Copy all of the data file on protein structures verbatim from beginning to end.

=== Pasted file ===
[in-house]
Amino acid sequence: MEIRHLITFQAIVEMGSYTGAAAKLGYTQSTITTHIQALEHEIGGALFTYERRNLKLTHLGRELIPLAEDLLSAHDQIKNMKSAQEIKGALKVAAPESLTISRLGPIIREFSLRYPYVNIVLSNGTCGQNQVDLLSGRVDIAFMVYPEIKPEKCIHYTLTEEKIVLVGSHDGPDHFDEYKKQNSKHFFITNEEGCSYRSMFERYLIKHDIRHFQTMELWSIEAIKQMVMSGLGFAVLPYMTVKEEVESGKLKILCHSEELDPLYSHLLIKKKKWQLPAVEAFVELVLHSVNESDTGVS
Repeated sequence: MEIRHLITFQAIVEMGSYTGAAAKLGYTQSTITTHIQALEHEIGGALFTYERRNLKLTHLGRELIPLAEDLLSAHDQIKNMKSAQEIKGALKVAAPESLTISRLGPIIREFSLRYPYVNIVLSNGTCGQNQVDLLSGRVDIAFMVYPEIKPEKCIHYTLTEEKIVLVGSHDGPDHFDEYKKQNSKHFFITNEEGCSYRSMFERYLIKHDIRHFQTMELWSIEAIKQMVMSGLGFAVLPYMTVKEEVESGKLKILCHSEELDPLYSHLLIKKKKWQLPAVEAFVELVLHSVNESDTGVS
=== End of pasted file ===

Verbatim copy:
[in-house]
Amino acid sequence: MEIRHLITFQAIVEMGSYTGAAAKLGYTQSTITTHIQALEHEIGGALFTYERRNLKLTHLGRELIPLAEDLLSAHDQIKNMKSAQEIKGALKVAAPESLTISRLGPIIREFSLRYPYVNIVLSNGTCGQNQVDLLSGRVDIAFMVYPEIKPEKCIHYTLTEEKIVLVGSHDGPDHFDEYKKQNSKHFFITNEEGCSYRSMFERYLIKHDIRHFQTMELWSIEAIKQMVMSGLGFAVLPYMTVKEEVESGKLKILCHSEELDPLYSHLLIKKKKWQLPAVEAFVELVLHSVNESDTGVS
Repeated sequence: MEIRHLITFQAIVEMGSYTGAAAKLGYTQSTITTHIQALEHEIGGALFTYERRNLKLTHLGRELIPLAEDLLSAHDQIKNMKSAQEIKGALKVAAPESLTISRLGPIIREFSLRYPYVNIVLSNGTCGQNQVDLLSGRVDIAFMVYPEIKPEKCIHYTLTEEKIVLVGSHDGPDHFDEYKKQNSKHFFITNEEGCSYRSMFERYLIKHDIRHFQTMELWSIEAIKQMVMSGLGFAVLPYMTVKEEVESGKLKILCHSEELDPLYSHLLIKKKKWQLPAVEAFVELVLHSVNESDTGVS